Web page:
The nice man from the hospital estates team arrived about 9.30 to "check my pc" - I now have a sticker valid for a year that says I can plug it into the power here, so hurrah for that!
There are curtains around the bed at the end, I didn't see a commode arrive but I am starting to detect that delightful aroma again... I think it's time for a shower!

Thursday, 9 September 2010

Paradise lost (part 2)

Visiting time seems to have tailed off... dear husband came in to console me but has escaped now, with firm instructions to make a passage plan for tomorrow...
There was a moment of horror when the lady in the far corner suddenly started spraying perfume around - I thought this odd and started to cough as the very sweet aroma met me... I didn't connect the activity with the closing of the curtains around the bed in the corner, nor the arrival of a Health Care Assistant pushing a commode... The connection made itself obvious fairly quickly and the atmosphere became just too much for me, so we made our excuses and legged it to the corridor for half an hour.

The rest of the ladies have now decided to forcibly bring me into the community - well, when I say the rest I mean that there are two who are even slightly mobile and able to string a sentence together without shouting, who seem to constitute the community. I think it is still going to be a long night...

Paradise lost

So - the nurse appeared with the antibiotics and announced that no, she couldn't use the PICC line as there were some bugs in it. So it went into the cannula. And just to cheer me up, they were going to move me to the haematology ward upstairs... So I packed up my gear and waited and soon enough the porter arrived.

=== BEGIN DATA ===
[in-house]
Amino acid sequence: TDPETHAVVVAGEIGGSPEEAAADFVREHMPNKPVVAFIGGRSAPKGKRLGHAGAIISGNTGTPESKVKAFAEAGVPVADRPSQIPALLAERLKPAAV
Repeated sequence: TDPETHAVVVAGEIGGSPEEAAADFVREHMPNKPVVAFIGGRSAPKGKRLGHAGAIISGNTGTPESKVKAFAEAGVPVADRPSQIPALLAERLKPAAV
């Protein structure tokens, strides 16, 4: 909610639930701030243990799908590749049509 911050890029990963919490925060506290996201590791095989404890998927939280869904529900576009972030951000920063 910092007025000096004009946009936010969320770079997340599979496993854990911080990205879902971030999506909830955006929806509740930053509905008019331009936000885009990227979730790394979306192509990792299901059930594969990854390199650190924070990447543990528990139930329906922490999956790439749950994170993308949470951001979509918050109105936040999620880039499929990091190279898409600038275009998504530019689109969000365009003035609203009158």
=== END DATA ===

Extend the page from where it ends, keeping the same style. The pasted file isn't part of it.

I got up to the ward to discover that I don't need to be in isolation any more - and the haematology ward is full of people with dodgy veins and things... I am the youngest here by a factor of two decades. Conversation here takes place at double the normal volume and centres on the activities of physiotherapists, occupational therapists and social services home care services. Visiting time is limited, and there is a huge argument going on between a nurse who is trying to persuade a grumpy lady to press her call bell when she wants the loo rather than just peeing in the pad she's wearing...

The nice doctor tells me that the PICC line is fine, and they will be using it henceforth. We agreed that the cannula will stay in until the PICC has been flushed and is proven to be working, as I am running out of places where they can put a new line in... but once it is all checked then the cannula can come out so at least I have a chance of sleep tonight.